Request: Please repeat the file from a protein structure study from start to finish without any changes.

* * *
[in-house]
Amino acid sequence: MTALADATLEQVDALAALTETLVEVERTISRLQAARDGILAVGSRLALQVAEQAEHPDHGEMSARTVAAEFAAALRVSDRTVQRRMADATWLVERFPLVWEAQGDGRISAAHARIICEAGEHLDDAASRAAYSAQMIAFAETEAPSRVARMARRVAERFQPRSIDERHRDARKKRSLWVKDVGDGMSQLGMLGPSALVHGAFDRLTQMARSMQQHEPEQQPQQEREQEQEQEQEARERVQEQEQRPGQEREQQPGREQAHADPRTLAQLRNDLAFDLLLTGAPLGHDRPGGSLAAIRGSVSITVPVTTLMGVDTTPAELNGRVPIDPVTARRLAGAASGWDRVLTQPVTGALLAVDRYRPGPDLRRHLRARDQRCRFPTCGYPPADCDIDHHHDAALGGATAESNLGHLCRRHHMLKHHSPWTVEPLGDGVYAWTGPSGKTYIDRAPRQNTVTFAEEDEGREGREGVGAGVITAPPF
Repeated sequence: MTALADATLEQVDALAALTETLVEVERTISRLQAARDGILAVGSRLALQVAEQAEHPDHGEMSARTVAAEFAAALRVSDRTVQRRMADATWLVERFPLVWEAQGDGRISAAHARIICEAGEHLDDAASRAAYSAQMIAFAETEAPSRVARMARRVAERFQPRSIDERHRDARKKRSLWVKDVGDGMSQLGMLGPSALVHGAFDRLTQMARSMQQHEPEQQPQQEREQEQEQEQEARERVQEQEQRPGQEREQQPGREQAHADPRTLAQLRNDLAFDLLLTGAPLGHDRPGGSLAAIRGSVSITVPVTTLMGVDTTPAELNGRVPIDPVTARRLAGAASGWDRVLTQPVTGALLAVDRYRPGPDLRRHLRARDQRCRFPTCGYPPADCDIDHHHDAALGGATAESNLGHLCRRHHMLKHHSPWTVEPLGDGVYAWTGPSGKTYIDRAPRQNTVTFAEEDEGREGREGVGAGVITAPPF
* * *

[in-house]
Amino acid sequence: MTALADATLEQVDALAALTETLVEVERTISRLQAARDGILAVGSRLALQVAEQAEHPDHGEMSARTVAAEFAAALRVSDRTVQRRMADATWLVERFPLVWEAQGDGRISAAHARIICEAGEHLDDAASRAAYSAQMIAFAETEAPSRVARMARRVAERFQPRSIDERHRDARKKRSLWVKDVGDGMSQLGMLGPSALVHGAFDRLTQMARSMQQHEPEQQPQQEREQEQEQEQEARERVQEQEQRPGQEREQQPGREQAHADPRTLAQLRNDLAFDLLLTGAPLGHDRPGGSLAAIRGSVSITVPVTTLMGVDTTPAELNGRVPIDPVTARRLAGAASGWDRVLTQPVTGALLAVDRYRPGPDLRRHLRARDQRCRFPTCGYPPADCDIDHHHDAALGGATAESNLGHLCRRHHMLKHHSPWTVEPLGDGVYAWTGPSGKTYIDRAPRQNTVTFAEEDEGREGREGVGAGVITAPPF
Repeated sequence: MTALADATLEQVDALAALTETLVEVERTISRLQAARDGILAVGSRLALQVAEQAEHPDHGEMSARTVAAEFAAALRVSDRTVQRRMADATWLVERFPLVWEAQGDGRISAAHARIICEAGEHLDDAASRAAYSAQMIAFAETEAPSRVARMARRVAERFQPRSIDERHRDARKKRSLWVKDVGDGMSQLGMLGPSALVHGAFDRLTQMARSMQQHEPEQQPQQEREQEQEQEQEARERVQEQEQRPGQEREQQPGREQAHADPRTLAQLRNDLAFDLLLTGAPLGHDRPGGSLAAIRGSVSITVPVTTLMGVDTTPAELNGRVPIDPVTARRLAGAASGWDRVLTQPVTGALLAVDRYRPGPDLRRHLRARDQRCRFPTCGYPPADCDIDHHHDAALGGATAESNLGHLCRRHHMLKHHSPWTVEPLGDGVYAWTGPSGKTYIDRAPRQNTVTFAEEDEGREGREGVGAGVITAPPF